A guide to ethical and conflict-free jewelry

With such a focus on the ethics around food and clothing production, issues affecting
jewellery (particularly diamonds) are often forgotten. Here’s your guide to buying good bling.

With their enticing beauty and association with status, it’s easy to covet a diamond without
fully understanding the implications of your purchase. But if you’re the type of shopper that
chooses free-range eggs and pays more money for ethically manufactured clothing, then
you should approach shopping for the perfect diamond in the same way.

It’s highly likely that you’ve heard of ‘blood diamonds’. Well-publicized in the early 2000s,
and even the subject of a high-profile movie starring Leonardo DiCaprio in 2006, conflict diamonds – as they are known in political circles – refer to diamonds mined in conflict zones, with the money from sales used to finance insurgency and political corruption through
military violence. This issue came to prominence during the civil war in Sierra Leone in the 1990s, but it has been around almost as long as diamonds themselves.

The Kimberley Process

At one point in the 1980s, it was estimated that almost a quarter of the world’s diamonds
could be considered ‘blood diamonds’. International NGO Global Witness picked up the issue, publishing a report in 1998 called ‘A Rough Trade’, and the UN Security Council
passed a resolution later that year to find a solution to the problem.

Launched in 2003, The Kimberley Process certification scheme is designed to make sure
your diamonds have come from a legitimate source and are not financing violence led by
organisations seeking to undermine legitimate governments. The scheme has not been
without criticism, but improvements are made every year. In 2019 there were 54 participants,
representing 81 countries, and seven working groups carrying out the various schemes
needed to implement certification.

To join the scheme, diamond production companies need to meet a set of strict criteria and
be voluntarily audited on an annual basis. While it isn’t full-proof, buying a Kimberley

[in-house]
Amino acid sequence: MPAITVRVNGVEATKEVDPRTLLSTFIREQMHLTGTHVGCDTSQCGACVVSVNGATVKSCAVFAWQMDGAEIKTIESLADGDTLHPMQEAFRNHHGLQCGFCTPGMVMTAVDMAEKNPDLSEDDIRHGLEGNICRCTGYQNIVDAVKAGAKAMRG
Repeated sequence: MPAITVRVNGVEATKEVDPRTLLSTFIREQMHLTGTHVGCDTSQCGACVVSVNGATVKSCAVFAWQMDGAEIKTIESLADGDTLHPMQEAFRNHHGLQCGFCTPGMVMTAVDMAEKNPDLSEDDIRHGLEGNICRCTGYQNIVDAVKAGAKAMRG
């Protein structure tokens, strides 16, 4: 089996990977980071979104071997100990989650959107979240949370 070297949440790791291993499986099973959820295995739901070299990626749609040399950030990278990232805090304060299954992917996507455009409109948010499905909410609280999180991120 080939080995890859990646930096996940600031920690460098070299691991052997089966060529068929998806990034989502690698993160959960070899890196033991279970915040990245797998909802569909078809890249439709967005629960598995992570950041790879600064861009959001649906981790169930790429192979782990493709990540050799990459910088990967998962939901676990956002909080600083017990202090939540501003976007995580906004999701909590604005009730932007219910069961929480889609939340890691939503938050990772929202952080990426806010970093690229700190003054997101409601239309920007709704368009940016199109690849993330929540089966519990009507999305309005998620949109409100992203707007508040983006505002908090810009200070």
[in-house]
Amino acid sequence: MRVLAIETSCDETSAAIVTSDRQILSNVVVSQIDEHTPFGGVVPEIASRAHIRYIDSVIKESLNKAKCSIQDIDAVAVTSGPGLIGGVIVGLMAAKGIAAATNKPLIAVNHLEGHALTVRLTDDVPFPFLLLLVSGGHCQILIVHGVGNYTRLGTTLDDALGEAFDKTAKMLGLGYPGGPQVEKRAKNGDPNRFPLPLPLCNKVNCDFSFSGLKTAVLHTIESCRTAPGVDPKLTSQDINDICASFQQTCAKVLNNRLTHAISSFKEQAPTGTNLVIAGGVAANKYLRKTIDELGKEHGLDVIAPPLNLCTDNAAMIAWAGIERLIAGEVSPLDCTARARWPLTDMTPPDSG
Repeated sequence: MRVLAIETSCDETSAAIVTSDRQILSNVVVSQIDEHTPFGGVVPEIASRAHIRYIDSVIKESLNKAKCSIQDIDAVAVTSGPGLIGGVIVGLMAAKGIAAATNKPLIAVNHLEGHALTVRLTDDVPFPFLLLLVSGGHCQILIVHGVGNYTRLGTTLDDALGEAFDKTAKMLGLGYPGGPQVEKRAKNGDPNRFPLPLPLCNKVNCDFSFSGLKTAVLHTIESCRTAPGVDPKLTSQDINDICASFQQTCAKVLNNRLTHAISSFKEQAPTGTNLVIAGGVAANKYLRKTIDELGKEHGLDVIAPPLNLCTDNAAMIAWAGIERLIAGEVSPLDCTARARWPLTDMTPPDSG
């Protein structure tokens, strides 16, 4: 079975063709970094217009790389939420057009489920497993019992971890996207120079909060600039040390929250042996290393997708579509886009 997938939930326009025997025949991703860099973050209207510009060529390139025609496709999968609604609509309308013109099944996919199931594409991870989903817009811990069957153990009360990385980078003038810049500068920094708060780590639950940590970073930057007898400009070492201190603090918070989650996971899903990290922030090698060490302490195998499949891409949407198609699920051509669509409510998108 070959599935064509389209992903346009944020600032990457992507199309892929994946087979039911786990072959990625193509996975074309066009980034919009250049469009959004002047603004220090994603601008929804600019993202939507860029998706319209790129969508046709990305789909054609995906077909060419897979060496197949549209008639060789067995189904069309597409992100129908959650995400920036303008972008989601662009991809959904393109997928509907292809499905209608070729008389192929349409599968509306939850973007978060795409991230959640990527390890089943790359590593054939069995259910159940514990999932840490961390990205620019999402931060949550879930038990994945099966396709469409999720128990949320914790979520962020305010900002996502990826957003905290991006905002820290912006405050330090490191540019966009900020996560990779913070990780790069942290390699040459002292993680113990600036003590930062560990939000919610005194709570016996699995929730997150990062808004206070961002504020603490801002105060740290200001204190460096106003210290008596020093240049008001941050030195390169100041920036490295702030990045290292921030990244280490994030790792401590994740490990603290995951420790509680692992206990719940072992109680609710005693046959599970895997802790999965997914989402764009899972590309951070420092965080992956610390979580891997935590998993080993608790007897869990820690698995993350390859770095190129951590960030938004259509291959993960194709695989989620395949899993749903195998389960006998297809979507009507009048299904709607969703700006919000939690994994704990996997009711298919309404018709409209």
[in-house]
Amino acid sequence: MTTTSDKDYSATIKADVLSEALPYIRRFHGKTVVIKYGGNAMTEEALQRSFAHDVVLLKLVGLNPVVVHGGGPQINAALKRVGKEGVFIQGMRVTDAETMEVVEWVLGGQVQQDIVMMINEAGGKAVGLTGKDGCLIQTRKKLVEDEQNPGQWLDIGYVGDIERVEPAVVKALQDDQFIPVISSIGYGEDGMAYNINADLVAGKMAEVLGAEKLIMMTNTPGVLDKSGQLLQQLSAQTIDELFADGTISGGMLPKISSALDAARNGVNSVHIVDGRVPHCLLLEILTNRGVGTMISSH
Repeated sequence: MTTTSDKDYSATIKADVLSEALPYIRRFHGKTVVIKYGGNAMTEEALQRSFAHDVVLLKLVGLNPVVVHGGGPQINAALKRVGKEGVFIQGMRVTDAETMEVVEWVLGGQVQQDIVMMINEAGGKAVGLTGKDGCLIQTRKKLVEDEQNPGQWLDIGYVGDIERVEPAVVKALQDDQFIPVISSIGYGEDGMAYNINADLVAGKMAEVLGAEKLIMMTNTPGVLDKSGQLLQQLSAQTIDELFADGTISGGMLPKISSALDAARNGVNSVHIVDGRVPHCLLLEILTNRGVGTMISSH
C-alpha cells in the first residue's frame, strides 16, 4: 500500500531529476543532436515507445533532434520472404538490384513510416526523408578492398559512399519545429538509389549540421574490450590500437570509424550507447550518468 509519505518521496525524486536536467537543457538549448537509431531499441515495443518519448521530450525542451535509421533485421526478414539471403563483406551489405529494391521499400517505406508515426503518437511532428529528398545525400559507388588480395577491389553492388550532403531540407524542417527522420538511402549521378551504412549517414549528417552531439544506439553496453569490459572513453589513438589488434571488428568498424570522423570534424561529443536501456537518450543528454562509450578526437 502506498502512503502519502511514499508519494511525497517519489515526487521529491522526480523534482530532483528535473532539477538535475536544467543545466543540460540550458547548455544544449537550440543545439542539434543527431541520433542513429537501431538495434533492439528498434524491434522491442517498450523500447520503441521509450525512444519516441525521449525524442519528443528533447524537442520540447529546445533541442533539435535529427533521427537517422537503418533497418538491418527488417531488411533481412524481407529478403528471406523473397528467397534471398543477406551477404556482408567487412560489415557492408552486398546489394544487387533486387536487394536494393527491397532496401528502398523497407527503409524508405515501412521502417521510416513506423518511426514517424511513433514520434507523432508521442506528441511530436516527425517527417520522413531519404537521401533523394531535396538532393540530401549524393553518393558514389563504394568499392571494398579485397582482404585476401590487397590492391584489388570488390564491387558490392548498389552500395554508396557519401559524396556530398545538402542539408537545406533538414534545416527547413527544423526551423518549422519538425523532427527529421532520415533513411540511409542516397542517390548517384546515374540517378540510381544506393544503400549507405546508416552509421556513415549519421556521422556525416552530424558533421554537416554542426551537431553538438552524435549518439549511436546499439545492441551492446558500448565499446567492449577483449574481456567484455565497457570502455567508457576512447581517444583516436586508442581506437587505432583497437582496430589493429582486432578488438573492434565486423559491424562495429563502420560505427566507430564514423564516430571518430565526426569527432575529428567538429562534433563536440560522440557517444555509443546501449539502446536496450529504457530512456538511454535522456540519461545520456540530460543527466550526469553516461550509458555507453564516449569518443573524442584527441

Process certified diamond will give you some peace of mind, and many jewellers these days
won’t sell diamonds that aren’t certified.

The environment is the new conflict zone

The rush to make diamond mining more efficient and profitable has led to the introduction of
many environmentally unsustainable, damaging processes. In Canada, for example, the
proposed Victor diamond mine would have significant impacts on the local environment.
According to The Greener Diamond, the mine would pump the equivalent of 40 Olympic-
sized swimming pools of water into the neighbouring Attawapiskat River every day, affecting
local wildlife and fish populations, with 2.5 million tons of rock every year removed from and
dumped in the local area, leaching chemicals such as acid into the environment. Many
mines are now actively looking at how to reduce their environmental impact, while at the
same time improving pay and working conditions for their labourers. You should always ask
your jeweller about traceability.

Golden oldies

Recycled diamonds and other precious gems are rising in popularity. Many of these stones
are not Kimberley Process certified – however, they require no new mining, so they score
highly on the environmental and ethical front.

Another newly popular option are lab-grown gems. Diamonds require a lot of human labour,
fuel and chemicals to be extracted and cleaned for use naturally, while lab-grown diamonds
only require a scientist, the same carbon building blocks as natural diamonds, and a little
patience. They are just as beautiful as diamonds mined from the ground, without the
potentially sordid history attached to them. If ethics are the most important factor in making a
choice, then lab-grown diamonds are worth exploring.

Remember, gold, silver and other gems are also mined from the ground, and can share the
same sustainability and conflict-related issues. For this reason, recycled gold and silver are
becoming increasingly popular. There are also Fairmined standards for precious metals,
helping to protect some of the estimated 16 million artisan miners working worldwide. These
standards ensure precious metals have been collected by people who are paid fairly, work in
reasonable conditions, and are usually employed by community-managed mines to make

sure locals benefit from their natural resources. Some Fairmined gold also comes with an
ecological standard to show environmentally sustainable practices have been adopted by
the mines.

Buying a diamond, or a piece of gold or silver jewellery is a real investment. Why not invest
in the future of the workers, and the next generation as well?


About the Author

Brandon Arthur Lewis is a freelance graphic artist and content writer from UK. He enjoys travelling, surfing, gaming and attending cosplays

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